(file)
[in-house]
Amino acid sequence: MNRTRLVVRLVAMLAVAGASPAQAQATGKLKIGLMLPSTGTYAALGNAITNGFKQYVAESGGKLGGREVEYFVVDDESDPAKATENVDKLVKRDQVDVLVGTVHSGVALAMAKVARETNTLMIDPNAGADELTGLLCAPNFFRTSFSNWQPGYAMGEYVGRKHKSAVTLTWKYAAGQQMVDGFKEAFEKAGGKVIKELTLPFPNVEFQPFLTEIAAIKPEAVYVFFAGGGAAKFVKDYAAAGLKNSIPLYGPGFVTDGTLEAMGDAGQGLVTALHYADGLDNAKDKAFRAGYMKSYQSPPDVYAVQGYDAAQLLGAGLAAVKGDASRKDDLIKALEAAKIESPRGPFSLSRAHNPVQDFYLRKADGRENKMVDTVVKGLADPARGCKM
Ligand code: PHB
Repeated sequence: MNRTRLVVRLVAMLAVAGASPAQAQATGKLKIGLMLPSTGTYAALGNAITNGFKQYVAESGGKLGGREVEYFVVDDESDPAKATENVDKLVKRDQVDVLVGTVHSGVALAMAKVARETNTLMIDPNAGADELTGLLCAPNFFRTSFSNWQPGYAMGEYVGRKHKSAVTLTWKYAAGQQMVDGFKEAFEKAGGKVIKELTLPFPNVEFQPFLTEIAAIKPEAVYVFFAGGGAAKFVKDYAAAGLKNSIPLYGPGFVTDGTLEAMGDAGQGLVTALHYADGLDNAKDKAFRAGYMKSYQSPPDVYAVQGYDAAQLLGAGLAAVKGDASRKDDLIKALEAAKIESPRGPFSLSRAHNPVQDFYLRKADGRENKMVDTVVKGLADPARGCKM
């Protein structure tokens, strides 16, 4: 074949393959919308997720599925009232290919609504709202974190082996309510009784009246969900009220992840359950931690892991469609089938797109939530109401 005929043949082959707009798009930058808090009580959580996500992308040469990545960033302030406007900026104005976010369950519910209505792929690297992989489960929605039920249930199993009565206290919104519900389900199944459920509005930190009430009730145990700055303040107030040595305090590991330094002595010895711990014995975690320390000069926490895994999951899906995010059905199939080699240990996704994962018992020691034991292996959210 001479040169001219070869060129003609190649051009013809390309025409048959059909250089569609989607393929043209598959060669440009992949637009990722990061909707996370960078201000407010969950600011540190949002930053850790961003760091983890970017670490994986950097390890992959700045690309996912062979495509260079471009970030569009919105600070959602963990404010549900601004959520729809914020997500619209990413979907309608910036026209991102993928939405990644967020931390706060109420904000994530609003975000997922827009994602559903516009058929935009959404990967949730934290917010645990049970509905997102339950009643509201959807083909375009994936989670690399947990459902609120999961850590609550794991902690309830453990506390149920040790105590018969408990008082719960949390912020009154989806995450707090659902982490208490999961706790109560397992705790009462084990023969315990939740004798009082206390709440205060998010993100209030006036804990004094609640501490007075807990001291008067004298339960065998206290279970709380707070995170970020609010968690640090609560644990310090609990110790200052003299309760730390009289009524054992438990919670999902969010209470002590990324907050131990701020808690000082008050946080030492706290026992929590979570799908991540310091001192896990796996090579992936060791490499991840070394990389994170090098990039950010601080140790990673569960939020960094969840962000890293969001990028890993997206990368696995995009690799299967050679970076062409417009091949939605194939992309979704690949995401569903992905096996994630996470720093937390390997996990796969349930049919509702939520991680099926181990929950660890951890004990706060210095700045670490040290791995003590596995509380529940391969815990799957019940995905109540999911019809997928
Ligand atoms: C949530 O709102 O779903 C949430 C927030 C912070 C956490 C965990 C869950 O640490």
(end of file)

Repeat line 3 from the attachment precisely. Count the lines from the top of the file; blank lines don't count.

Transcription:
Ligand code: PHB